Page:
Jan. 26 - I've been a little slow on the uptake, as they. Last week the Danish Government, aswim in heady popularity, called for elections. I've neglected to mention it until now. I apologize to those of you who've come to expect nearly spontaneous analysis of Danish cultural events from me. (On the other hand, you must be getting very accustomed to disappointment. I still haven't even apologized for neglecting to mention the opening of the new opera two weekends ago. Rather than apologize, I'll just take advantage of this rapidly expanding parenthetical aside to inform you that Copenhagen's new opera opened two Saturday's ago. It's a big, beautiful new landmark and, as is the case with most opera houses, its external appearance is wildly disproportionate to its internal appeal.)

The elections are scheduled for February 8. No word yet on international observers.

One of the problems with understanding a foreign country's current domestic politics is that anyone who explains it to you is going to have a built-in bias. It may be a tiny little bias that affects little more than word choice, or it may be a great big throbbing bias that obliterates everything for miles around.

When you get down to it, though, the only way to really understand what's going on is to watch it as closely as possible. I've been trying to do that, but my understanding has been limited (some might say blessedly so) by my inadequate grasp of the language.

I don't have the time to assemble a comprehensive primer on the Danish electoral system (but here's an English-language reference from the parliament itself), but it seems to go something like this:

The country is divided into three geographic regions, not including Greenland or the Faroe Islands, and these regions are subsequently divided into a total of 17 constituencies. Each constituency is ranked according to size, shape, color, density, and solubility, and these rankings are then used to determine how many of the 135 available parliamentary seats will be representing each constituency. An additional 40 seats are divvied up as compensatory seats for constituencies that may be feeling badly after the elections (along with a year's supply of Turtle Wax). The votes in each consituency are counted and divided by seven divisors (which are not uniters), and the results are placed into a grid and arranged in an aesthetically pleasing way. The parties with the biggest numbers in the grid will get representation in parliament by candidates selected either by the electorate or the parties themselves, depending.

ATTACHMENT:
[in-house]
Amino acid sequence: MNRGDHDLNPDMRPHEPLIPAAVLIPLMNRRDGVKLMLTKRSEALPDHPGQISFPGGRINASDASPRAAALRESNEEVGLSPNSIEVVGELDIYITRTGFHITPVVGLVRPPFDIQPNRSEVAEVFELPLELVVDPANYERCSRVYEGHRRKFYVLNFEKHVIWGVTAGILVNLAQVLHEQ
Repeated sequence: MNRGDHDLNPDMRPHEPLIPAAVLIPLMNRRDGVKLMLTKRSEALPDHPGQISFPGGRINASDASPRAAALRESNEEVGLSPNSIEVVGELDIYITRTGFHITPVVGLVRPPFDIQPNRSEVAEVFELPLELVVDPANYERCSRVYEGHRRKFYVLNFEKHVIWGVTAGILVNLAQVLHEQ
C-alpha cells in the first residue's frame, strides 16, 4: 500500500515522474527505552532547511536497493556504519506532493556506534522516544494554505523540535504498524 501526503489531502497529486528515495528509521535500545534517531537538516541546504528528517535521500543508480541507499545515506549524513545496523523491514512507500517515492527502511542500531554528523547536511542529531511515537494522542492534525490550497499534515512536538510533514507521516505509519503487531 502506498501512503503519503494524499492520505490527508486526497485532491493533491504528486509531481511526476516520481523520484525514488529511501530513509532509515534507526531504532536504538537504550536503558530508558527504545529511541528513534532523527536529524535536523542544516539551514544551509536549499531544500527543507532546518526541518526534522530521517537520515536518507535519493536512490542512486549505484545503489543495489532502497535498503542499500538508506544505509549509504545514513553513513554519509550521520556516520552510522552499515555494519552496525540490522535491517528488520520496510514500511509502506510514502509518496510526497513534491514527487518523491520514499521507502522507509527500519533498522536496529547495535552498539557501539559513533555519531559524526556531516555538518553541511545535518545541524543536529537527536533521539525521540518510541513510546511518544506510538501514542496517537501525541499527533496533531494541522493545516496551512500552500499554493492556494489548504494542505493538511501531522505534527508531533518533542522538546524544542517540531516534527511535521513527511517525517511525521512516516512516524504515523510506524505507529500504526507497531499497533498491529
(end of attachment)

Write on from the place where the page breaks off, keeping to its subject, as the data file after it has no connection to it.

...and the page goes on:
In the end, the elected representatives in parliament, grouped by party, arrange themselves into coalitions. The biggest coalition forms a government, which then aggravates Danes until the peak of their popularity, at which point they call for new elections.

Here's a brief refresher from a previous Almanac in which I described what I could of the Danish political system:

First of all, the Danish parliament isn't called parliament. It's called Folketing, which literally means, "People's Thing." (Danish; English.) There are 179 elected representatives in the Peoples Thing. The major political parties and their count in the Peoples Thing are as follows: Liberals (57), the Social Democrats (52), the Danish People's Party (22), the Conservatives (16), the Socialist People's Party (12), the Social Liberals (9), the Unity List (Red-Green Alliance, 4), and the Christian People's Party (4). The last three representatives, each from their own party, come from Greenland and the Faroe Islands.